I now know so much because I've had this disease for ten years. That family member had better be careful because this world does have a weird sense of justice. Man...I could tell some stories in this area...she better watch out because she might be next in line to discover that she has something even worse.

    Truthfully, it does sound as if she's already suffering from something worse...lack of loyalty and steadfast friendship...through thick and thin. My post on Life-Editing was for people like CAN live without them, you probably already are. She is lost in her own sadness of being jealous and that is sick. Let her go. She's running from you because she is wrong. This is not a game of tag. She is a family member and should be accountable for her words and actions. Hold her accountable; but don't hold her close. One day, her ignorance may disappear, probably after she learns a hard thing or two about life; usually people like that will have their own time of sitting there with nothing to do but think about their actions.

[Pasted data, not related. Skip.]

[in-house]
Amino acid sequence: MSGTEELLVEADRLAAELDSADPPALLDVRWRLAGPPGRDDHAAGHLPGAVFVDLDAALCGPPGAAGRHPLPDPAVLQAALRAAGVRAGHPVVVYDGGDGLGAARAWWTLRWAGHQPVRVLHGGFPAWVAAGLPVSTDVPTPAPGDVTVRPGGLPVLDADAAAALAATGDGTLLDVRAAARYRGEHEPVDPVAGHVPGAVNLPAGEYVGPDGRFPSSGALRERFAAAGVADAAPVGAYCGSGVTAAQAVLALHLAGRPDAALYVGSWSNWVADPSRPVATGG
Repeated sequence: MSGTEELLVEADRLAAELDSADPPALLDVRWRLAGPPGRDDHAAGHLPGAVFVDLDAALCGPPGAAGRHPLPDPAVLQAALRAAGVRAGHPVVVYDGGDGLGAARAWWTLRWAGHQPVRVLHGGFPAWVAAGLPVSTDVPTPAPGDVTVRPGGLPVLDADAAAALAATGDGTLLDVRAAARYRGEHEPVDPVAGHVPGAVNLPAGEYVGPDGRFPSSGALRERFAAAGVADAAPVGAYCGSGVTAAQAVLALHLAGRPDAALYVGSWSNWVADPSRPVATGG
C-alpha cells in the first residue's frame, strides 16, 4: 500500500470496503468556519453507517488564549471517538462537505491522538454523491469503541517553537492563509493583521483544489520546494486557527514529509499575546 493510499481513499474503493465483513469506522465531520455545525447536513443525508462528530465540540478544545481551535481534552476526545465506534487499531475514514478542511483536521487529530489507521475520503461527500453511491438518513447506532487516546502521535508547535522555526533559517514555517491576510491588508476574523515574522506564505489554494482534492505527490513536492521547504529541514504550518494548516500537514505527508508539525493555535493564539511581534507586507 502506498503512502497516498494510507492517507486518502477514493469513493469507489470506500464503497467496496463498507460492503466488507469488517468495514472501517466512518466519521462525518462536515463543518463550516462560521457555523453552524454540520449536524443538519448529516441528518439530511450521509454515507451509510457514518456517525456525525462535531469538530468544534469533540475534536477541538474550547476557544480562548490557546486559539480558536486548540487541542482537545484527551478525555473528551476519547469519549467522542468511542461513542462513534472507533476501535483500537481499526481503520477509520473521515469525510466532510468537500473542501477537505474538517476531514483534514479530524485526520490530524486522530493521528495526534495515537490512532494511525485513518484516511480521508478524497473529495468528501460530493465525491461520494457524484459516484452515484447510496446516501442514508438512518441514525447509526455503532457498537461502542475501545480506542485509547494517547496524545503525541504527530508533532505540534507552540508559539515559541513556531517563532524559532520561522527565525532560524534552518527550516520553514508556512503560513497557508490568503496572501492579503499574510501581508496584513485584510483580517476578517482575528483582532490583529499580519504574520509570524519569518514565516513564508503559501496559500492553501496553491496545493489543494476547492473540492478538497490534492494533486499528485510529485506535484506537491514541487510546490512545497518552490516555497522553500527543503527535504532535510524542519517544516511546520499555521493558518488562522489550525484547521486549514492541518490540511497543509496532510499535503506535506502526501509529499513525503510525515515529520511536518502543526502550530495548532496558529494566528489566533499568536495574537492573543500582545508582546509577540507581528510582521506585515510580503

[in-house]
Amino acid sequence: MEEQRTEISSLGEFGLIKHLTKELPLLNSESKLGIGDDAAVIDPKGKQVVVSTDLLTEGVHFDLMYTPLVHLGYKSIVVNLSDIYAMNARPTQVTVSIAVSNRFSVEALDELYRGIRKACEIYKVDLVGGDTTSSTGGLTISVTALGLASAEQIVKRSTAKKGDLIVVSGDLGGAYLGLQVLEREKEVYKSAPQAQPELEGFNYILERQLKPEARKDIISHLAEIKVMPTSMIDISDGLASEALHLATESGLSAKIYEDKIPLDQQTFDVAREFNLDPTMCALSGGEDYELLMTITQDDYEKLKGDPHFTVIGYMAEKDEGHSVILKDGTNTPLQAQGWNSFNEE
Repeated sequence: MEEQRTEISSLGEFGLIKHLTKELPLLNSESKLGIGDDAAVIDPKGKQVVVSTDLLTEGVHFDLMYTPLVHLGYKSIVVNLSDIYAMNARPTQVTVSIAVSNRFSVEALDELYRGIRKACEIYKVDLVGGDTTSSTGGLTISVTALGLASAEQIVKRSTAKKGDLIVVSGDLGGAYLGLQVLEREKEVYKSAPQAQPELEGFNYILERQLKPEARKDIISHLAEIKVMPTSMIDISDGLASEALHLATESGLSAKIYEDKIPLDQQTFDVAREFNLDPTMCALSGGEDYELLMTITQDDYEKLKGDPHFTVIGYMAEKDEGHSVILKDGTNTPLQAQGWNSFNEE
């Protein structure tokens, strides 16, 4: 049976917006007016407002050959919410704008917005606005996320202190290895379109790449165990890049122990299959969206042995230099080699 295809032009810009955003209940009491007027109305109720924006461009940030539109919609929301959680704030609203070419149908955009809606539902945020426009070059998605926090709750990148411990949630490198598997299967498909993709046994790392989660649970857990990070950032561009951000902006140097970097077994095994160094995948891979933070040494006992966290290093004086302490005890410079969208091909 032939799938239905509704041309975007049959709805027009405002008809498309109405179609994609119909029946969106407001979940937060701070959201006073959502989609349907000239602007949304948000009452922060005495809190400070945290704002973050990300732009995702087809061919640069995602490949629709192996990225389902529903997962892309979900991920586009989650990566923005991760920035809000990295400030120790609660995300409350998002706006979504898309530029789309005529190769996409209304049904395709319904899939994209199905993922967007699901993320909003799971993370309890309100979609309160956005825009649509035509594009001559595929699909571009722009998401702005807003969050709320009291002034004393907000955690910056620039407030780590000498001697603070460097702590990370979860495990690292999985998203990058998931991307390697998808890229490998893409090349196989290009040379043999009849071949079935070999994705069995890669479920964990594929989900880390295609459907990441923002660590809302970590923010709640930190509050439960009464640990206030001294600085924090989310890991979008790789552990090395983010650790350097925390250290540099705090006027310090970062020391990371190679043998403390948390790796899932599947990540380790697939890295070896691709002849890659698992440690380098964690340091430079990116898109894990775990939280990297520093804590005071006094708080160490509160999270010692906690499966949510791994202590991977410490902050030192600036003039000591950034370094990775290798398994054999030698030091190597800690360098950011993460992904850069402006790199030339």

The really mean part of me wants to tell her to quit being stupid and to go educate herself. At least you can take medicine for Addison's disease, she's probably out of solutions for her stupidity as her own worse enemy. Augh!

    Cheers to YOU MO!!!!!!

  3. As they say...Karma is a bitch.